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What is a Yoga Strap?

Tricia Christensen
By
Updated Jan 24, 2024
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A yoga strap is one of the many yoga accessories and it may be a particularly good one for beginning students who lack flexibility or for anyone practicing yoga that still needs work in this area. Some of the yoga poses taught in basic forms of yoga are very difficult to do properly if a person doesn’t have adequate ability to stretch. In these cases, the yoga strap may be employed to allow people to take a modified pose that still allows for plenty of body work and stretch, with much less potential for injury.

Most yoga straps are between six to nine feet (1.83-2.74 m) long and are made in materials like cotton, or are alternately made of hemp. Taller people may want to look for those straps that are in longer lengths, but many find a six-foot strap adequate. The majority of straps are not greatly expensive and are slightly more or less than $10 US Dollars (USD).

A lot of the commercially made yoga strap types feature some form of a buckle, much like a very long belt, which allows for connecting the two ends of the strap together for work in certain poses. Alternately, people may just hold each end of the strap below the buckle to help enhance stretch. One common use is when the hands are connected behind the back in various positions. These poses can be hard to maintain, and the arms can be adjusted to more comfortable positions when the hands hold the strap at a distance apart from each other, instead of interlocking.

An asana that is difficult for many beginners, and that can still prove challenging for intermediate and advance students is forward sitting bend. The goal of this pose is to bend with a flat back forward so that the hands are stretched out directly over the feet. Many people have very tight hamstrings, and are only able to bend slightly forward at the waist when the legs are outstretched in front.

Using a yoga strap can help in forward sitting bend, can definitely deepen stretch, and may make this pose more simple to perform. Part of the strap is looped around the middle of the feet and the person holds onto the two strap ends while bending the back forward. Many find they are able to stretch more effectively with the strap than without it, and ultimately find themselves improving their flexibility and ability to approximate the pose in its more advanced form.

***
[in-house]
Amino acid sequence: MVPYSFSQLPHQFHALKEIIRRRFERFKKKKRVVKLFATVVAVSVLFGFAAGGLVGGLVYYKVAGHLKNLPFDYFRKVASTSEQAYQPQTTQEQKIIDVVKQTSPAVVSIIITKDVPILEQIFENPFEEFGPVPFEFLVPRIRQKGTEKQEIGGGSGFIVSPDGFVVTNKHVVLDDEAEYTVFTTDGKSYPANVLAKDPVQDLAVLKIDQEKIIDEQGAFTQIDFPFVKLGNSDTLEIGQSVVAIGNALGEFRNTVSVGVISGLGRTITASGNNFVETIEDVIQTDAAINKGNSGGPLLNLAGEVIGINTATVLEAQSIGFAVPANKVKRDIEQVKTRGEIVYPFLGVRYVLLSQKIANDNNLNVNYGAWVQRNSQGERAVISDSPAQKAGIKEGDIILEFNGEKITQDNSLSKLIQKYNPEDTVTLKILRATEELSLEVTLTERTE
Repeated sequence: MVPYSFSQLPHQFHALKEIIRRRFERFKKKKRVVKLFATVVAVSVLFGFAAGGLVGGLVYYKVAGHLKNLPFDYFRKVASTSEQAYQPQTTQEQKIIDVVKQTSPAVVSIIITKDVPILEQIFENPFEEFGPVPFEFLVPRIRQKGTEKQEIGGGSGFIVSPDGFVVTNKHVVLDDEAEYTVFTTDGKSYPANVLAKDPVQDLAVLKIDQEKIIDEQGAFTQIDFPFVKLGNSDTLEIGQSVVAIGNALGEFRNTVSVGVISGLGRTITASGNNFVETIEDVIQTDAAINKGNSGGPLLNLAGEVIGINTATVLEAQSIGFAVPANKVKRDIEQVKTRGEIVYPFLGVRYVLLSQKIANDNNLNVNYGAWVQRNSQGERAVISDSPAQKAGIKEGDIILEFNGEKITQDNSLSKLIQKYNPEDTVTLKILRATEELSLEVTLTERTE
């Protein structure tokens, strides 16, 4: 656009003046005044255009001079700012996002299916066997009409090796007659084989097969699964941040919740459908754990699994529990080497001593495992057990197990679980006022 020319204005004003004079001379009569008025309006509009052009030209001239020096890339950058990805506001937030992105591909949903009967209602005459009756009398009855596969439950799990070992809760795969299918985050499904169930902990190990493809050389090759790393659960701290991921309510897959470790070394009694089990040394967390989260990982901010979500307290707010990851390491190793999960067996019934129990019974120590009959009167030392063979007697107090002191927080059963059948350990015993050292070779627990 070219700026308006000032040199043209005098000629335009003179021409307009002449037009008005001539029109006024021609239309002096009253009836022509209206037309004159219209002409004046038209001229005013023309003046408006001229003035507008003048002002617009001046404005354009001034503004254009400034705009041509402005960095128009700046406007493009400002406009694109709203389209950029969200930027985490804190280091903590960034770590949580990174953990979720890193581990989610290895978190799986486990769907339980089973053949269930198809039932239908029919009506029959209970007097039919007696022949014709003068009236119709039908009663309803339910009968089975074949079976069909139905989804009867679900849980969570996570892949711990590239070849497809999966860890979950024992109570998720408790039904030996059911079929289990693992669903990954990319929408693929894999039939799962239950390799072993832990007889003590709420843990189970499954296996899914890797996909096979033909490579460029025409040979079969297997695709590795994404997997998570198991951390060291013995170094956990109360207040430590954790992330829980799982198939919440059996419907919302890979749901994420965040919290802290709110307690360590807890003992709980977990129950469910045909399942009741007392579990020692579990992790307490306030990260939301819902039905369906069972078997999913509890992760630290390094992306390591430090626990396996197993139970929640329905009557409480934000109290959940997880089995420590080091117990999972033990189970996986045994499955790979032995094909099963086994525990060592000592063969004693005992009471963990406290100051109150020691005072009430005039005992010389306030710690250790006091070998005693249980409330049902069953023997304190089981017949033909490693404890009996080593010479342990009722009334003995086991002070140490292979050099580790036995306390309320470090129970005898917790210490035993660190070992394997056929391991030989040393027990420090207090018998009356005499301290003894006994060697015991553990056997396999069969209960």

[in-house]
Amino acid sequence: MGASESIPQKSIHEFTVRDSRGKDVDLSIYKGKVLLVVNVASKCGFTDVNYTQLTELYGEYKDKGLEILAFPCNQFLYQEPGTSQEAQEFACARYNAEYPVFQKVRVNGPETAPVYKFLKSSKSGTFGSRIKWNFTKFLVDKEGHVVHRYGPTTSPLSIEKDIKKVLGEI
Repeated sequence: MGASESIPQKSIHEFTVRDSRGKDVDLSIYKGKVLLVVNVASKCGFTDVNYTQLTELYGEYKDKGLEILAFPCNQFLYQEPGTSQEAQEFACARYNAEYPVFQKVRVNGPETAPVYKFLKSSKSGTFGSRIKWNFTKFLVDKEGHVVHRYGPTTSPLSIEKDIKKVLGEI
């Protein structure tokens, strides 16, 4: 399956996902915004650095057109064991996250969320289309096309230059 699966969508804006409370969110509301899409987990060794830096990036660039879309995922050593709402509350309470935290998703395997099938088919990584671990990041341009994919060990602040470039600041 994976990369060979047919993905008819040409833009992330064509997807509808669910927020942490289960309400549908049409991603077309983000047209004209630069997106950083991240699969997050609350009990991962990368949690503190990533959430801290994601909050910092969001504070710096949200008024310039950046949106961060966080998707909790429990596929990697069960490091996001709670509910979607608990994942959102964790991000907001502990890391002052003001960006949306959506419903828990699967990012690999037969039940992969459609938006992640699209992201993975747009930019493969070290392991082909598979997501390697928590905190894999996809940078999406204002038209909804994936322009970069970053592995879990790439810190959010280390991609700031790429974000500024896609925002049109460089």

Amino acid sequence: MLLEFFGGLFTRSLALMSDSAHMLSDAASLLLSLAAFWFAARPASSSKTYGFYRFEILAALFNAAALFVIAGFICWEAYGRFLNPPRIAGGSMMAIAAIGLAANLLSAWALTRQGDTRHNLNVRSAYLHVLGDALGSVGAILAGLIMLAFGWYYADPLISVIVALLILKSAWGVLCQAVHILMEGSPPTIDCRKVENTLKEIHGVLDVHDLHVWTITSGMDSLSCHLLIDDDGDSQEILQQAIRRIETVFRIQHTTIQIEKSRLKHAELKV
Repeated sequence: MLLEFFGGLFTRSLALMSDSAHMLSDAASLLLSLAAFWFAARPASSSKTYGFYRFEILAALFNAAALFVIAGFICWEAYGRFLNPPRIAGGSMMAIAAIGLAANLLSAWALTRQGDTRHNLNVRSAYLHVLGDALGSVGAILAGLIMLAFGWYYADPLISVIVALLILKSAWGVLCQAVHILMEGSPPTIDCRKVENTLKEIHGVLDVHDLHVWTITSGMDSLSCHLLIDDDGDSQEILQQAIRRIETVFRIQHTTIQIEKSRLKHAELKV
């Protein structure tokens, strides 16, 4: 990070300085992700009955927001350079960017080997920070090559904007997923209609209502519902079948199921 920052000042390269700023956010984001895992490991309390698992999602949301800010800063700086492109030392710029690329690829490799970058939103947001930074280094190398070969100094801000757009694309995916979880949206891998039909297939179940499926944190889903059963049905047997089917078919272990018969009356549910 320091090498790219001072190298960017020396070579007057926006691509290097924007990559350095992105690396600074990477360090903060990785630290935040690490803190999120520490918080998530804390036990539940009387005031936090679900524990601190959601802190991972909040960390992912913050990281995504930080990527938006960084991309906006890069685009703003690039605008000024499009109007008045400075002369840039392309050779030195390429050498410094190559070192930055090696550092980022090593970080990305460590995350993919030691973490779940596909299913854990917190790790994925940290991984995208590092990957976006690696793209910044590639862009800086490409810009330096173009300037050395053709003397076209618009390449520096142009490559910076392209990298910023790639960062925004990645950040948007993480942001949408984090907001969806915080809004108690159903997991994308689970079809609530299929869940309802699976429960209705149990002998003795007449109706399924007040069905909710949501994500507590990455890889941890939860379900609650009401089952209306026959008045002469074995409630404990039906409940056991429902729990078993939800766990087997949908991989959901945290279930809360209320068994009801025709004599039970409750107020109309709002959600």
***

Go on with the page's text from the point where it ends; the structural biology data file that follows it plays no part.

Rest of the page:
Though a yoga strap is not very expensive, some people may want to try a few poses with one before they buy one. A few things that can be used instead include straps from tote bags, dog leashes, or long belts. Yoga instructors may also have straps for use in classes, and may feature some for sale. After trying a few poses with a yoga strap, most people will be convinced that these truly are a valuable part of yoga practice. If yoga instructors don’t have them for sale, look for them at sporting good stores, dance and yoga shops, and online stores that sell yoga gear.

WiseGeek is dedicated to providing accurate and trustworthy information. We carefully select reputable sources and employ a rigorous fact-checking process to maintain the highest standards. To learn more about our commitment to accuracy, read our editorial process.
Tricia Christensen
By Tricia Christensen
With a Literature degree from Sonoma State University and years of experience as a WiseGeek contributor, Tricia Christensen is based in Northern California and brings a wealth of knowledge and passion to her writing. Her wide-ranging interests include reading, writing, medicine, art, film, history, politics, ethics, and religion, all of which she incorporates into her informative articles. Tricia is currently working on her first novel.
Discussion Comments
By MiniBison — On Nov 23, 2014

Yoga straps are also a great prop to have for modifying postures when you're injured, too. Yoga studios--especially those that teach Iyengar yoga--often keep extras on hand for yogis. I agree that yoga straps aren't not too expensive, but you could also use a long towel for certain poses if you don't have one handy.

Tricia Christensen
Tricia Christensen
With a Literature degree from Sonoma State University and years of experience as a WiseGeek contributor, Tricia...
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